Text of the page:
To my surprise I woke up in the sunny morning. Good morning Tuesday! The Fresher's week. Societies, Colleges, introduction lectures, Beer, Food, brochures, Beer, welcome lectures, induction lectures, Beer, more lectures, NHS, registration, papers, beer, library, ISS, services here and services there, MyPGR, travel information, walk, BBQ, Beer, bank account, money and management, ResNet, WiiNet, Xbox 360 (where did this one came from) ...  At the end of each day my head was full of information that was not going to be categorized because there was simply not place for it. I probably looked really miserable. A french girl came to me and said with a really charming french accent: "You seam to be lost as much as I am". Thanks, that was kind of reassuring me that I took the right path in my life. But I got me a new friend with a charming accent!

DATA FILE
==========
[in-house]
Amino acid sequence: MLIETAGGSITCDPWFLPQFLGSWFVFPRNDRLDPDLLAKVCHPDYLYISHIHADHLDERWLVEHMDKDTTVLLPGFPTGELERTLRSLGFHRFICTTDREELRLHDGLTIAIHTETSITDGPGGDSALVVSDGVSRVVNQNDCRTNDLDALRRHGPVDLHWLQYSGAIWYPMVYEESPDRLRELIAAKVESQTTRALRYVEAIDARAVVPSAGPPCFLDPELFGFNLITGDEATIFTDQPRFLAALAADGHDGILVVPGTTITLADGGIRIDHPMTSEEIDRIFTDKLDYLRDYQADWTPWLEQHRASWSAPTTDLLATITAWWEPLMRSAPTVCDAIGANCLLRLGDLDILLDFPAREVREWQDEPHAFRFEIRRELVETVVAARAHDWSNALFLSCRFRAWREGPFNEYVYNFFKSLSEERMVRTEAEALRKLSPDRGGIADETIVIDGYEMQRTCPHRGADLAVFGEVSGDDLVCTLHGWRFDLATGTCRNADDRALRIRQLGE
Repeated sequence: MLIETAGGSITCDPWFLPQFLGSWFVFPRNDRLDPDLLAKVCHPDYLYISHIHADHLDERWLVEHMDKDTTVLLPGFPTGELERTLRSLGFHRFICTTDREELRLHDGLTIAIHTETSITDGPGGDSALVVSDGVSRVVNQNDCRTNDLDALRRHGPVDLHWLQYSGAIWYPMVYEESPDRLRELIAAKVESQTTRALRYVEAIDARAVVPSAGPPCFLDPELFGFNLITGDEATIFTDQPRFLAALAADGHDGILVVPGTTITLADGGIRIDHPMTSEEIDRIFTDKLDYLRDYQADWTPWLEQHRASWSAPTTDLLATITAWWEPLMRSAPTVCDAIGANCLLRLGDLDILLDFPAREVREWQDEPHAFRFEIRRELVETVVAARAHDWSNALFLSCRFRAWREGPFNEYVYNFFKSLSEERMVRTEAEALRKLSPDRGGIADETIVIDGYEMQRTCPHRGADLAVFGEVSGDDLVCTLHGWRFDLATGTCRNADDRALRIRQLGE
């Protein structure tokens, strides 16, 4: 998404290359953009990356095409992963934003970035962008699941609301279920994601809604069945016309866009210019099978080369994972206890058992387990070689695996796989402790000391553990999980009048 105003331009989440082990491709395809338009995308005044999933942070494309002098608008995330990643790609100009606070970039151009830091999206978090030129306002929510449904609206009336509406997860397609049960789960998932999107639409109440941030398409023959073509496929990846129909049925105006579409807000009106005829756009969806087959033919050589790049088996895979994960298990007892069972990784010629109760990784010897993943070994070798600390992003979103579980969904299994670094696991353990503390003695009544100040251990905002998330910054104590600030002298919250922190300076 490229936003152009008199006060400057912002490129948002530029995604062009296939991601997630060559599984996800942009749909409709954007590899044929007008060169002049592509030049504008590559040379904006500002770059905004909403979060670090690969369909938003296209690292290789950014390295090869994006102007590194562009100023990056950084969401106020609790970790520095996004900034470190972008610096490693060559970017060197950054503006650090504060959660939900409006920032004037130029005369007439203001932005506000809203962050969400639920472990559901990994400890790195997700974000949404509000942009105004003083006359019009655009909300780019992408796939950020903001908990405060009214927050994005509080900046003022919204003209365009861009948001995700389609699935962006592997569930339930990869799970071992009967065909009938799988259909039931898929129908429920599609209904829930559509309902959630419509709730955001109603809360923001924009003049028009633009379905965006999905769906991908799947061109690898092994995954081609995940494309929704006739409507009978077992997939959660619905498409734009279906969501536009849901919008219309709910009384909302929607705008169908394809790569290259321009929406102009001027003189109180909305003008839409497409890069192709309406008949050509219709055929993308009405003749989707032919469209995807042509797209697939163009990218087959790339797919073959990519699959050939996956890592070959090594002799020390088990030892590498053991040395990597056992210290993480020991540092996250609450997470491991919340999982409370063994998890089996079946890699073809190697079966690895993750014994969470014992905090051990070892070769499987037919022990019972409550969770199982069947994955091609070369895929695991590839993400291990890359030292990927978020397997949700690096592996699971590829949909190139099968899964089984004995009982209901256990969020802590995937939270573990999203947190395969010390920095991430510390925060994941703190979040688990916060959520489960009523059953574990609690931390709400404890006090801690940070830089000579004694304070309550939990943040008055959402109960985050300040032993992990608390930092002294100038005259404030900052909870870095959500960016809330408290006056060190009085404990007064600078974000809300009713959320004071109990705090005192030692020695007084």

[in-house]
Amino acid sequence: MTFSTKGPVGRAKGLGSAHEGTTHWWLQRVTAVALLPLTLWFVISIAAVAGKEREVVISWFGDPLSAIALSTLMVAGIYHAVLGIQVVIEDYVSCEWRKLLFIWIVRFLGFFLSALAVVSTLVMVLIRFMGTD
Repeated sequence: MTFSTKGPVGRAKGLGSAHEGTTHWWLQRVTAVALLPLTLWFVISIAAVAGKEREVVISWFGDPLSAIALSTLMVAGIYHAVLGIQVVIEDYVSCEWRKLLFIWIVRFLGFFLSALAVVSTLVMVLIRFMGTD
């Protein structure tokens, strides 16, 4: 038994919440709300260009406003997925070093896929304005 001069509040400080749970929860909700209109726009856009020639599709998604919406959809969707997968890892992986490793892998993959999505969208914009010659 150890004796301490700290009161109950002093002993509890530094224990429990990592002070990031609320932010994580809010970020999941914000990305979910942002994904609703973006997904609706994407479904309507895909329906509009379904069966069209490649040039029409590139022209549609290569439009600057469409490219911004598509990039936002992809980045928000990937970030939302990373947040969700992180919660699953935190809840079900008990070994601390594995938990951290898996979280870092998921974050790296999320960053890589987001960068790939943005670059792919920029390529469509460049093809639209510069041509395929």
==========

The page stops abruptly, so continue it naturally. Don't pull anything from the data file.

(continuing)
I found a lecture in my Guide titled GETTING USED TO LIFE IN GREAT BRITAIN. This should get me going. I sat down on a chair in George Fox and turned myself in one big ear. There she was talking to a bunch of international students about how this society is build on individuals, how kids get independent when they are 18, how failing to complete your studies is not such a big deal, that we should visit pubs as they hold a lot of social activities and that British students drink a lot of beer. But the best way to fight a cultural shock is to start doing things the same way as locals do them and then she added: "When in Rome do as the Romans do". A  smile came to my face and I mumbled: "We are all gonna be drunk for the next three years" :). I'm gonna like it here.